What each person described is a glimpse of the passage into the afterlife. Eight in 10 Americans believe in some form of afterlife, ranging from the conception of a transcendent soul to a full image of another realm. The shared death experience tells us that there is a powerful foundation for that belief—with profound implications for both how we die and how we live.

In half of the shared death cases that we have documented, the living person experiences a clear vision of the dying person. Ida, a government worker in Norway whose mother was in hospice dying from abdominal cancer, explained how a bright light roused her from her sleep: “I could feel that my mother was close. I thought, ‘She’s coming to say goodbye.’” Ida recalls glimpsing her mother and then floating up with her, toward this harmonious realm of light. The next morning, she received a call from the hospice that her mother had died. When Ida asked what time, the answer was midnight. Ida added, “It was exactly the same time that I had looked at the clock. She had died at that exact moment when she came to me. It was the proof I needed.”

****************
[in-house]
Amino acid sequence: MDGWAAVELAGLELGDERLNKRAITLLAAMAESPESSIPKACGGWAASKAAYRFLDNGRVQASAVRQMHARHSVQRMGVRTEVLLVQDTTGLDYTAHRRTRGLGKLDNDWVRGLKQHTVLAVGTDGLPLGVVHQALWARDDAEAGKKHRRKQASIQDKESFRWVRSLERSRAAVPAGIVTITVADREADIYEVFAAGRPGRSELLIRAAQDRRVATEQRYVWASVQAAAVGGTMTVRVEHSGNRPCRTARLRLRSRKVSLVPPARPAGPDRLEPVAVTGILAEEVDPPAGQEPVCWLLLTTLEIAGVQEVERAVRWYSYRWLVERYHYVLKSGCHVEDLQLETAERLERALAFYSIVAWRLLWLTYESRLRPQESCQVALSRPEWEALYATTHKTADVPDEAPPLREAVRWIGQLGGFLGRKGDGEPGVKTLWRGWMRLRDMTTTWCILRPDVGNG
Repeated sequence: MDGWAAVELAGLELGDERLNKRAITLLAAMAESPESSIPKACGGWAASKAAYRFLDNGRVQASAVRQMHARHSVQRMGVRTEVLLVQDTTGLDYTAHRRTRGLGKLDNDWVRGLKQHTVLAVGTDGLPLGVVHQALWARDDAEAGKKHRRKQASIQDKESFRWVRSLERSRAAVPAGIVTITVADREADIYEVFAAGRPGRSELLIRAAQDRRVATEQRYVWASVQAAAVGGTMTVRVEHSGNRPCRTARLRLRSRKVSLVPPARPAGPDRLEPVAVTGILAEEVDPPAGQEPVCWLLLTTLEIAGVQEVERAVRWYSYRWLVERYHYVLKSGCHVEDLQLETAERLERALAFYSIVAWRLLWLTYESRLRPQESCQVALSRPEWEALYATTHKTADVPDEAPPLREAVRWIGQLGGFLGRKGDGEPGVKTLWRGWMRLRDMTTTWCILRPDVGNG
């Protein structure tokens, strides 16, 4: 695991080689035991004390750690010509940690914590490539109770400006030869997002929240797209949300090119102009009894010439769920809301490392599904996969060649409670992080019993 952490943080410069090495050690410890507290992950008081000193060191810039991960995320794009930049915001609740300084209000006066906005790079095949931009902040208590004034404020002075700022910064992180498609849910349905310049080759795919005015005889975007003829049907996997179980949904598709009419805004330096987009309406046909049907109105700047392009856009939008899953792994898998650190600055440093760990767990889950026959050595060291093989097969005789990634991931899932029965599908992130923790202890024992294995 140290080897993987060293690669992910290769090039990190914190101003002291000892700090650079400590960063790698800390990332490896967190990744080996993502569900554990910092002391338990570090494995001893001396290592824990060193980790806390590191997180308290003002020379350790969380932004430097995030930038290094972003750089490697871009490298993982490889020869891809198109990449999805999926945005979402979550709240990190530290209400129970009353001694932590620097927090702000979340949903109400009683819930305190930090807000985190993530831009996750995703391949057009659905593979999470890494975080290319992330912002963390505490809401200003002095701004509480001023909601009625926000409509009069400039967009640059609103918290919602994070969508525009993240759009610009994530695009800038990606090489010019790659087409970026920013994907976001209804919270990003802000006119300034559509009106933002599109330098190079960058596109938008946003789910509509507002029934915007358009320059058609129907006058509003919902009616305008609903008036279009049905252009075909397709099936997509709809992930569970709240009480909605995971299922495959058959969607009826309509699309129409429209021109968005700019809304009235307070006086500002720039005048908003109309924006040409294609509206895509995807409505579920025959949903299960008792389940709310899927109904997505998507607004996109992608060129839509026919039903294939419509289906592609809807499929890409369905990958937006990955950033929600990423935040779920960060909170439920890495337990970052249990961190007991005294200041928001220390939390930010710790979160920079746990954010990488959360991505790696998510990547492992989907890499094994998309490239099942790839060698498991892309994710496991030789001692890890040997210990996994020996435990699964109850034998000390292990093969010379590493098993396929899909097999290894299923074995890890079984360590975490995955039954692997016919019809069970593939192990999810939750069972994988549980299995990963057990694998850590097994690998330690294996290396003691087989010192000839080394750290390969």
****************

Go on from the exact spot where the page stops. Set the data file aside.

Alison, who lives in California, recounted how she was shopping for clothes when suddenly “very vivid images of my good friend Wendy came to me.” Wendy had been struggling with a serious illness, and in that moment, Alison was flooded with the sensation of Wendy not as her adult self, but as a vibrant teenager “and utterly free. It was joyful for her. It was such a relief.” For nearly forty-five minutes, Alison was “overwhelmed” with loving thoughts of Wendy. Then her cell phone rang and, “I knew what was coming next.”

But equally profound was how their connection with the dying changed both women’s subsequent grief. Even though Alison later experienced sadness from the loss, “there was no sadness in that moment,” only what she describes as a powerful feeling of “love.” Ida had an even more transformative experience. “My life changed from that episode,” she told me. She experienced the sensation that her mother was being taken care of, that “she was in good hands.” Ida added that she is “no longer scared of dying.”